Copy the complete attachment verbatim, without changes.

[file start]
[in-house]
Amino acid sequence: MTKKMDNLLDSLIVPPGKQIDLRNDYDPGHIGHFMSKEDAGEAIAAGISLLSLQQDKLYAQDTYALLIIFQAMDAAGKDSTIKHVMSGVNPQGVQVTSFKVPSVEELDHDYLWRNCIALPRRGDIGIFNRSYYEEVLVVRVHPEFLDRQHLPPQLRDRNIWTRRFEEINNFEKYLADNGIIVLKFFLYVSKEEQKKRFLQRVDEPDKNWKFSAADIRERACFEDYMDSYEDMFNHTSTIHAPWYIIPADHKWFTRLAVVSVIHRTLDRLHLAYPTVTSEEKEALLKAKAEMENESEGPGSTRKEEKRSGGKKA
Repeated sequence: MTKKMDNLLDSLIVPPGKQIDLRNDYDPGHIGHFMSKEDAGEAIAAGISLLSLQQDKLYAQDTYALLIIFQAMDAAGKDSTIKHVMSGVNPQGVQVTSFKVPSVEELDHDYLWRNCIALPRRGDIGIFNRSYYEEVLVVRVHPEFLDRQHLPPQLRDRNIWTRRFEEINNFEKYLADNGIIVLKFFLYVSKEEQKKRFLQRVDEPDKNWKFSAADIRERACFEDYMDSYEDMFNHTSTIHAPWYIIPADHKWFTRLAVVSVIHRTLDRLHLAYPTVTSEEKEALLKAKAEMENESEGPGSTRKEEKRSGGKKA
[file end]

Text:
[in-house]
Amino acid sequence: MTKKMDNLLDSLIVPPGKQIDLRNDYDPGHIGHFMSKEDAGEAIAAGISLLSLQQDKLYAQDTYALLIIFQAMDAAGKDSTIKHVMSGVNPQGVQVTSFKVPSVEELDHDYLWRNCIALPRRGDIGIFNRSYYEEVLVVRVHPEFLDRQHLPPQLRDRNIWTRRFEEINNFEKYLADNGIIVLKFFLYVSKEEQKKRFLQRVDEPDKNWKFSAADIRERACFEDYMDSYEDMFNHTSTIHAPWYIIPADHKWFTRLAVVSVIHRTLDRLHLAYPTVTSEEKEALLKAKAEMENESEGPGSTRKEEKRSGGKKA
Repeated sequence: MTKKMDNLLDSLIVPPGKQIDLRNDYDPGHIGHFMSKEDAGEAIAAGISLLSLQQDKLYAQDTYALLIIFQAMDAAGKDSTIKHVMSGVNPQGVQVTSFKVPSVEELDHDYLWRNCIALPRRGDIGIFNRSYYEEVLVVRVHPEFLDRQHLPPQLRDRNIWTRRFEEINNFEKYLADNGIIVLKFFLYVSKEEQKKRFLQRVDEPDKNWKFSAADIRERACFEDYMDSYEDMFNHTSTIHAPWYIIPADHKWFTRLAVVSVIHRTLDRLHLAYPTVTSEEKEALLKAKAEMENESEGPGSTRKEEKRSGGKKA